The evolutionary relationship of the Millepores in the Western Atlantic has been problematic for years. Current taxonomic distinction is based mainly upon morphological characters and habitat. Millepora complanta is found in shallower, more turbulent waters and is composed of sturdy blade-like colonies whereas M. alcicornis has delicate branching spires and inhabits deeper or more sheltered areas. However, the presence of a wide range of intermediate forms calls the currently accepted phylogeny into question. Genetic analysis of the Millepores conducted in our lab has demonstrated the existence of two distinct cryptic clades that are independent of morphology and habitat.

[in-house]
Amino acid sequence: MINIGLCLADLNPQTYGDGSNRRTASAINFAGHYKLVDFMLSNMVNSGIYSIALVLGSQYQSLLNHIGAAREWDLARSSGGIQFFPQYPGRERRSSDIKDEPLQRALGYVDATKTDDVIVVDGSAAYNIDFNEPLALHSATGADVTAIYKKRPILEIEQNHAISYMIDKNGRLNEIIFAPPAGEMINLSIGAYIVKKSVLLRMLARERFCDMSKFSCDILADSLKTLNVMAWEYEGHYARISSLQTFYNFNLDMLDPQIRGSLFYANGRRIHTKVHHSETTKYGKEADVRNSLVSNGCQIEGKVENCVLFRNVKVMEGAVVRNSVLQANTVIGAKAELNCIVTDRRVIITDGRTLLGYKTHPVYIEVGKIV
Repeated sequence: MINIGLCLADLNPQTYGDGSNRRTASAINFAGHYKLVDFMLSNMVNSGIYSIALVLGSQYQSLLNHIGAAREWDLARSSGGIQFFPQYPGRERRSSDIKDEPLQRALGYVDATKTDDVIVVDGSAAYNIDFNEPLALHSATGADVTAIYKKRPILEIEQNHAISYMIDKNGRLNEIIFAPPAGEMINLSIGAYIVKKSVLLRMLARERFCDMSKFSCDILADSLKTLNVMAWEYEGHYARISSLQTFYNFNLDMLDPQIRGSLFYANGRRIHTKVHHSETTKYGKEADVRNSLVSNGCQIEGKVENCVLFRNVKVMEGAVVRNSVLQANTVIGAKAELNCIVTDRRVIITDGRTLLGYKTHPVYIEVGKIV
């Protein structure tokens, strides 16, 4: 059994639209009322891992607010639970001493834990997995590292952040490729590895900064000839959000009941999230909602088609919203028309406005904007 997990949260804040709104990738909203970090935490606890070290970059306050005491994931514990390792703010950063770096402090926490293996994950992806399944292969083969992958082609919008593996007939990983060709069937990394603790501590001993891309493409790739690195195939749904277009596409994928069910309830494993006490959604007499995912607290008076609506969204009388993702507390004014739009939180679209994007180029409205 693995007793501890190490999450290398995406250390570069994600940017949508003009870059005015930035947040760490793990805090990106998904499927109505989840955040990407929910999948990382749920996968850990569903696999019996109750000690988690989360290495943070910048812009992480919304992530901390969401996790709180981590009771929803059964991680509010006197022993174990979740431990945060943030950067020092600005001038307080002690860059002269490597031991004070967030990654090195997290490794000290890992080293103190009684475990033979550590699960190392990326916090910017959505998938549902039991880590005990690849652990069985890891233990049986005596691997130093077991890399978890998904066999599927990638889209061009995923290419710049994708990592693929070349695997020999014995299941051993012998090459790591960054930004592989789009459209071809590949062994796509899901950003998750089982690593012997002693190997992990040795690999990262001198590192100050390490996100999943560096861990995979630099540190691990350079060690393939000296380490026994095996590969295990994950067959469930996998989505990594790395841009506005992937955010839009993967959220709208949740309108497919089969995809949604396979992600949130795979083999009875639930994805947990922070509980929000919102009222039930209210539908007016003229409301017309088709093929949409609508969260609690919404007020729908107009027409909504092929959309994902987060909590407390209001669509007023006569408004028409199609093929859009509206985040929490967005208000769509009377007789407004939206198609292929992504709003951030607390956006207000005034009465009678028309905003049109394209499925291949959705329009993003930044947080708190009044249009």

Millepores have a symbiotic relationship with an algal zooxanthellate called Symbiodinium. Our premise is that zooxanthellae-coral host specificity can be used as a diagnostic tool to understand the phylogenetic relationship between the Millepores. In order to determine if there is host specificity between Symbiodinium and Millepora, we sequenced the rDNA internal transcribed spacer regions of Symbiodinium from various coral hosts. The sequenced samples included both duplicate sequences of the same individual as well as sequences from multiple individuals. Within individual sequence differences tended to be less than between-individual variation and no host specificity was found among the samples analyzed.
The next step in our research is to isolate and sequence the common and rare variants from each coral host in order to determine if any of the symbionts display host specificity with the Millepores. We hope our efforts lead to a comprehensive understanding of the phylogenetic relationships in the Millepore complex.
Sophie Gaynor, ’12
Majors: Mathematics and Statistics, Biology
Elise Mead, ’12
Majors: Biochemistry and Molecular Biology, Spanish
Sponsor: Craig Tepper